In the sure and certain hope of the resurrection, I posted an invitation to my friends to pause wherever they were and lift a toast in thanks for the life and witness of Cindy Bolbach at 20:10 that evening. Many people participated. My son Sean joined me at a spot off Times Square where we took this photo.

The hope we celebrated one year ago holds Cindy and all of us still. Thanks be to God. Alleluia. Alleluia. Alleluia.

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Missing Clint, giving thanks

I clicked on the Facebook link to the birthdays of my friends. Usually I discover a surprise on the list as I have very few of those days memorized. Heck, I have to stop and think about the birthdays of my family. Often the surprise proves pleasant as it affords me the opportunity to remember someone.

Today’s surprise brought a Communion of Saints moment.

Clint McCoy’s name appeared. Executive for partnerships of the Presbyterian Church (U.S.A.)’s Synod of the Northeast, Clint died suddenly on September 12, 2010 of a massive heart attack. His family has not closed his Facebook account.

A pang of grief pricked my heart. I followed the link to his page and found a number of comments by family members and friends. I remembered conversations and interactions. I smiled. And I gave thanks, grateful to have been Clint’s friend and colleague in ministry. Thanks be to God.

See you along the Trail.


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Purple flowers, Greeley Centennial Village Museum

The 2011 Colorado trek had elements of
sadness mixed with joy.
Our friend Steve died before we arrived,
but we gave thanks with his family and friends
as we witnessed to the Resurrection
and celebrated his life.

Steve lived in Greeley:
some among his friends called him
the Bishop of Greeley.

There in his domain,
we found the
Greeley Centennial Village Museum
and many gardens
and many purple flowers.

These are the first.
Others will follow in weeks to come.

8 July 2011
Greeley Centennial Village Museum
Greeley, CO

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Trumpeting resurrection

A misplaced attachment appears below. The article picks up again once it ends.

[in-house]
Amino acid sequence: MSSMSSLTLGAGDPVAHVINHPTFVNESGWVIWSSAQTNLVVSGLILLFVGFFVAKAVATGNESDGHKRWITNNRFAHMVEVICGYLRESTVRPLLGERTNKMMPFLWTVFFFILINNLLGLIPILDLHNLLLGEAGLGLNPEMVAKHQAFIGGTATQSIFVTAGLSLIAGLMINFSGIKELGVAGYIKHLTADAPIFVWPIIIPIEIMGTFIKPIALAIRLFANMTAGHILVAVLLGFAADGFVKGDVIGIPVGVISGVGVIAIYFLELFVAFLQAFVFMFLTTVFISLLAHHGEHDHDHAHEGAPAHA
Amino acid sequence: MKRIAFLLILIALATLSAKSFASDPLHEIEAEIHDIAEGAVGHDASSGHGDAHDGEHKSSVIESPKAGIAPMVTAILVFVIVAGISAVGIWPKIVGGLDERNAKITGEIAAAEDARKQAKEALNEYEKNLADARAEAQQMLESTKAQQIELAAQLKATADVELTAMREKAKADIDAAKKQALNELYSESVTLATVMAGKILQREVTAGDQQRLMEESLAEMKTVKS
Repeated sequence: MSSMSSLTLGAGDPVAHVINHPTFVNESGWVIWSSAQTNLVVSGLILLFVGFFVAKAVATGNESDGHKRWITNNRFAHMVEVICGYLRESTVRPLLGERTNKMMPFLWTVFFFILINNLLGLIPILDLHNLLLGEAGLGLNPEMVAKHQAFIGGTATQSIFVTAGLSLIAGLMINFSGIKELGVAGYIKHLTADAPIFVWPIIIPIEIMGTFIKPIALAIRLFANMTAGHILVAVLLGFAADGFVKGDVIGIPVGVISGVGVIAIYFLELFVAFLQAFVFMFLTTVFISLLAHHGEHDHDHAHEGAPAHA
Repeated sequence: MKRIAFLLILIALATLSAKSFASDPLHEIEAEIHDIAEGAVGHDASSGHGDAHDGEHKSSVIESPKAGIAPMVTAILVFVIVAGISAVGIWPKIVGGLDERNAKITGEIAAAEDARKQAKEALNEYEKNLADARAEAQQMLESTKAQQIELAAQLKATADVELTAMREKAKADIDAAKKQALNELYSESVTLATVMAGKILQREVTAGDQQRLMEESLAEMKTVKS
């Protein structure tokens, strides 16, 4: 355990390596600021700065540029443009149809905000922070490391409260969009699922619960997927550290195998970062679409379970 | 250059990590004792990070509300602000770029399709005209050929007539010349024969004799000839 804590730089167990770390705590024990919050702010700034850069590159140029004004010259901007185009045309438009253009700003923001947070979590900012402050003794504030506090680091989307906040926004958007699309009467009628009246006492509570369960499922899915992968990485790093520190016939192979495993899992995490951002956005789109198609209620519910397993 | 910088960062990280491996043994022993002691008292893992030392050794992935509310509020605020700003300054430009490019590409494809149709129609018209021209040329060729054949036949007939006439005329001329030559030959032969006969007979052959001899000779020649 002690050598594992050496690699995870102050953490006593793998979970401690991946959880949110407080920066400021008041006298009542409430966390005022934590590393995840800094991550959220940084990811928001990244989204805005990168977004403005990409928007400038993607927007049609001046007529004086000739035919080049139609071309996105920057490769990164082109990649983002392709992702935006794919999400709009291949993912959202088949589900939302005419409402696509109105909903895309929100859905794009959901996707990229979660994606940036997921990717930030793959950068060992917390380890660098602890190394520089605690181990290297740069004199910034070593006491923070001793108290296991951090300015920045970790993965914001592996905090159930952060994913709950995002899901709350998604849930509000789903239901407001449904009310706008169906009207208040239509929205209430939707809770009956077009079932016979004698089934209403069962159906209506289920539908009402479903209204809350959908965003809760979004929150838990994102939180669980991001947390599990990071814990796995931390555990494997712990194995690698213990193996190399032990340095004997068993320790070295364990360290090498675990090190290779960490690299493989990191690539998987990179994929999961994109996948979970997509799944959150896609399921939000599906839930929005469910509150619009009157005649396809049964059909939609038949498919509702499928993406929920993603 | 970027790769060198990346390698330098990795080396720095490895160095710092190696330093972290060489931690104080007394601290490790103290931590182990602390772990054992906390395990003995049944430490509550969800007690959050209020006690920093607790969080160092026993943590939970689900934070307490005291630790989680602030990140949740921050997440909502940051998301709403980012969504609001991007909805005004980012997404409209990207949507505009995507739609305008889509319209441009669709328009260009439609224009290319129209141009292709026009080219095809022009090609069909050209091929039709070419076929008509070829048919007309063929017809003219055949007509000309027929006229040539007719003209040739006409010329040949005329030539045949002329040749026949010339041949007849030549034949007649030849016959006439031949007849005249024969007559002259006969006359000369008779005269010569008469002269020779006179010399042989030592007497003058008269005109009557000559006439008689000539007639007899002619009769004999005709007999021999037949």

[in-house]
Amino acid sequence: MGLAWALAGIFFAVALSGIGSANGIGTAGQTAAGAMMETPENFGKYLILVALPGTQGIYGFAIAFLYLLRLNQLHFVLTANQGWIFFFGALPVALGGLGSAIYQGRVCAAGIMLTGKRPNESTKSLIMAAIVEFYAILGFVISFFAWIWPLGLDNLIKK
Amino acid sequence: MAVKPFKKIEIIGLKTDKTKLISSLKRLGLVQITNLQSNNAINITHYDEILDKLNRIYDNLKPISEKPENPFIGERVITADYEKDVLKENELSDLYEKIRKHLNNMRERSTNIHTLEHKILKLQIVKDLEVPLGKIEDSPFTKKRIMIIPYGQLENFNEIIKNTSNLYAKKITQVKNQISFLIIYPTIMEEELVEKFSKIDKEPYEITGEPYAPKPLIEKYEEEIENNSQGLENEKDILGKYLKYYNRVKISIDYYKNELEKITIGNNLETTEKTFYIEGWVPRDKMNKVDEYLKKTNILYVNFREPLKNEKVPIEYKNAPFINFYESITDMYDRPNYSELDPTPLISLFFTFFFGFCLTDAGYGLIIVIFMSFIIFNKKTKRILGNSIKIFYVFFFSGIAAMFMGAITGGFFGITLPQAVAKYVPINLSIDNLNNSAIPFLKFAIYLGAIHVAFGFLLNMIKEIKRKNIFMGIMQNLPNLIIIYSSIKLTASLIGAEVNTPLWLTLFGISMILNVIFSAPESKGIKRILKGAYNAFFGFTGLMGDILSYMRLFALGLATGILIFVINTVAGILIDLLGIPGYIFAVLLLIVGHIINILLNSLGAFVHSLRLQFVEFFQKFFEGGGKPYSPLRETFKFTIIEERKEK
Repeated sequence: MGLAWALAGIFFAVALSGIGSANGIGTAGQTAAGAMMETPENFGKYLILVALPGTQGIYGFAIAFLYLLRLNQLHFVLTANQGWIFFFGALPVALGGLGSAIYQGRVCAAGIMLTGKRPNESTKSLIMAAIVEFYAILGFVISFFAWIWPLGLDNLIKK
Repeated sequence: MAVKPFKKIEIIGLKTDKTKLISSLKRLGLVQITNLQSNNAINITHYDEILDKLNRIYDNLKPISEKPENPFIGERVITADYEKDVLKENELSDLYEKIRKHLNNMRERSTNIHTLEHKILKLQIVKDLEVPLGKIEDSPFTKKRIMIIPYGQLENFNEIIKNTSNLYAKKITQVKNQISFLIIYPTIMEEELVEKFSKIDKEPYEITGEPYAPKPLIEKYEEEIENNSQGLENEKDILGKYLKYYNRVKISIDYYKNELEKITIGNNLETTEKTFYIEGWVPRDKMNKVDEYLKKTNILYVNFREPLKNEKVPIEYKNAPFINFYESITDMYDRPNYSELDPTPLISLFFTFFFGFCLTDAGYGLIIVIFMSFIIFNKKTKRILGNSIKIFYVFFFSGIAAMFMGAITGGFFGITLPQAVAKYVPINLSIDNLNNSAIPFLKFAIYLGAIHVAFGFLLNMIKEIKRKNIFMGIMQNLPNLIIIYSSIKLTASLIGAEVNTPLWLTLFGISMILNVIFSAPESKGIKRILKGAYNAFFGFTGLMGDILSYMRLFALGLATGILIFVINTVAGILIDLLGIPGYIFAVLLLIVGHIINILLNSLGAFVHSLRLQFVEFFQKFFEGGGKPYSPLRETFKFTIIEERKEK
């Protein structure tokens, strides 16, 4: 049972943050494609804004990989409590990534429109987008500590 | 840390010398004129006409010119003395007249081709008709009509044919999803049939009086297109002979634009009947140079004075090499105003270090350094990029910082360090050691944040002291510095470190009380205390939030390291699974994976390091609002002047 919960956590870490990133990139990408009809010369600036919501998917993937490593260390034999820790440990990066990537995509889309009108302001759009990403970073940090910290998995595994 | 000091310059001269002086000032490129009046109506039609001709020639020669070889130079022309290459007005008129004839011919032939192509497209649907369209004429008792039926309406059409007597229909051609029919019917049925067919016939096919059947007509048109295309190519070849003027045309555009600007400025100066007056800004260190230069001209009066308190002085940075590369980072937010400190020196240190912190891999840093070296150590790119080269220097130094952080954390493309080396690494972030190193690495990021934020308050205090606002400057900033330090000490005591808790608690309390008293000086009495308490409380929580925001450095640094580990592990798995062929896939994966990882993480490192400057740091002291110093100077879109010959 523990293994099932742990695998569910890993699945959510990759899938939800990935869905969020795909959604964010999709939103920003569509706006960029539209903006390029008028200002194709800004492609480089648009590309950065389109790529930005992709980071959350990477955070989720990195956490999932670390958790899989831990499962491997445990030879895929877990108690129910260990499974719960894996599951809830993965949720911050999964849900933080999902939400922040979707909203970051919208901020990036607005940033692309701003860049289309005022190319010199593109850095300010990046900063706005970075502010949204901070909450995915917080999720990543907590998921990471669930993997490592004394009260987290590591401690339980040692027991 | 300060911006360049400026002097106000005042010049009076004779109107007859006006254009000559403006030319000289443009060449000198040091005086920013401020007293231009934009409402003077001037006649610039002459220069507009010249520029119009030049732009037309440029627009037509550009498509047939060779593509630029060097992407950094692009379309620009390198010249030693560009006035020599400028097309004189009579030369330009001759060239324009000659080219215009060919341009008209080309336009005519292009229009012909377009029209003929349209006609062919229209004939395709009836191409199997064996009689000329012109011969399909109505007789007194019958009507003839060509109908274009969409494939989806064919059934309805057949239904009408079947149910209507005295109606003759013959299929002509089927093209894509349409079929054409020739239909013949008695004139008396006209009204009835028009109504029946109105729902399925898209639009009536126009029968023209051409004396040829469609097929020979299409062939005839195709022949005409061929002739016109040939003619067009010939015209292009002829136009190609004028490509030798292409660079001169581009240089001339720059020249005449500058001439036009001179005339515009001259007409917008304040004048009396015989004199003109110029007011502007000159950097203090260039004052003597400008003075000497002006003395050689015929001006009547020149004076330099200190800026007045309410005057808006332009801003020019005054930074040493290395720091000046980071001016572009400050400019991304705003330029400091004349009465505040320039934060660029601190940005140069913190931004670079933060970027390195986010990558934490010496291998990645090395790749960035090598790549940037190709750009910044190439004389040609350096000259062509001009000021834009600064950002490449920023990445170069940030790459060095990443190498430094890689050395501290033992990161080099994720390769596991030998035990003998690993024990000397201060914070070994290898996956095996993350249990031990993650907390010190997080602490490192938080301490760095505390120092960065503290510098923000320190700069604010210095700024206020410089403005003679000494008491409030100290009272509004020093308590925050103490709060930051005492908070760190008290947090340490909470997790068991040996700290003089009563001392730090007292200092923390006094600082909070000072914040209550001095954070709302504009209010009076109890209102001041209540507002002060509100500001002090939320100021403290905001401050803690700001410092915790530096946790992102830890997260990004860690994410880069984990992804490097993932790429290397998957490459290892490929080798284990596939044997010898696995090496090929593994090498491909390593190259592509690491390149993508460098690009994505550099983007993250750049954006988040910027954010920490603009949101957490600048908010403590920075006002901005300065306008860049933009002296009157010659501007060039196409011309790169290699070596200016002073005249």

The saints of the United Presbyterian Church of Ozone Park invited me to preach this morning. It was a beautiful, sunny, cool day in Queens. Easter lilies graced the front of the sanctuary, trumpeting resurrection. 

As usual my photo fails to do justice – and yet, perhaps under some unperceived artistic inspiration, the photo blurry photo the sense of movement present on that first Easter morning – going to the tomb – returning to get others – going back to tell what they had seen, though not yet understood.


See you along the Trail.

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E is for Ed

From Ghost Ranch’s Facebook page:

We are deeply saddened by the sudden passing of our director of education & program yesterday morning, Ed DeLair. Thank you all, for your kind words and sentiments.

Services will be held Monday, February 6, at 10:30 a.m. at the Agape Center at Ghost Ranch. A gathering for lunch will follow in the dining hall.

Please keep his wife Becky and their four children, Eddie, Tom, Will and Eva in your prayers.

Son Eric, who worked at Ghost Ranch this past summer and knew Ed, shared the news with me via a text. Not wanting to believe, I fired a text of denial back to Eric. After some searching, it became clear that I should not have doubted. And then the news from the ranch itself.

Through tears that clouded my heart, an image emerged: a bright July morning, Ed standing outside the Dining Hall, Kitchen Mesa bursting with sun, steam rising from the coffee cup held in his hand, a big smile on his face.

Ed and I met in Israel. He took part in a travel-study seminar to Israel and the occupied Palestinian territories organized by the Presbyterian Peacemaking Program. The picture shows him with his presbytery team on that trip. That’s pretty much the same smile he had on the July morning in New Mexico. Actually, that’s pretty much the same smile he always had on his face.

Over the years we bumped into each other at various places around the denomination. Most recently, we had several conversations at Ghost Ranch this past July. Clearly Ed was where he wanted to be, where he was supposed to be. And now, for reasons I cannot explain, he is not.

Many words come to mind to describe Ed – you can see a lot of them on his Facebook pageon the Ghost Ranch Facebook page:

Solid (mutual friend Bob Brashear uses that one; it fits)

I grieve for Ed’s family and friends.

I grieve for the Ghost Ranch staff and the extended Ghost Ranch community.

I grieve for all who have been torn by Ed’s death – all who mourn.

I pray that they have already experienced the grace of God sustaining them and the love of family and friends supporting them as they walk this shadowed valley. I pray they continue to do so.

And I give thanks for the life and love and witness of Ed DeLair who lived – lived well and lived fully.

To paraphrase the Presbyterian service of Witness to the Resurrection: “Even in the face of death – death that comes too soon – we make our song: alleluia, alleluia, alleluia!”

See you along the Trail.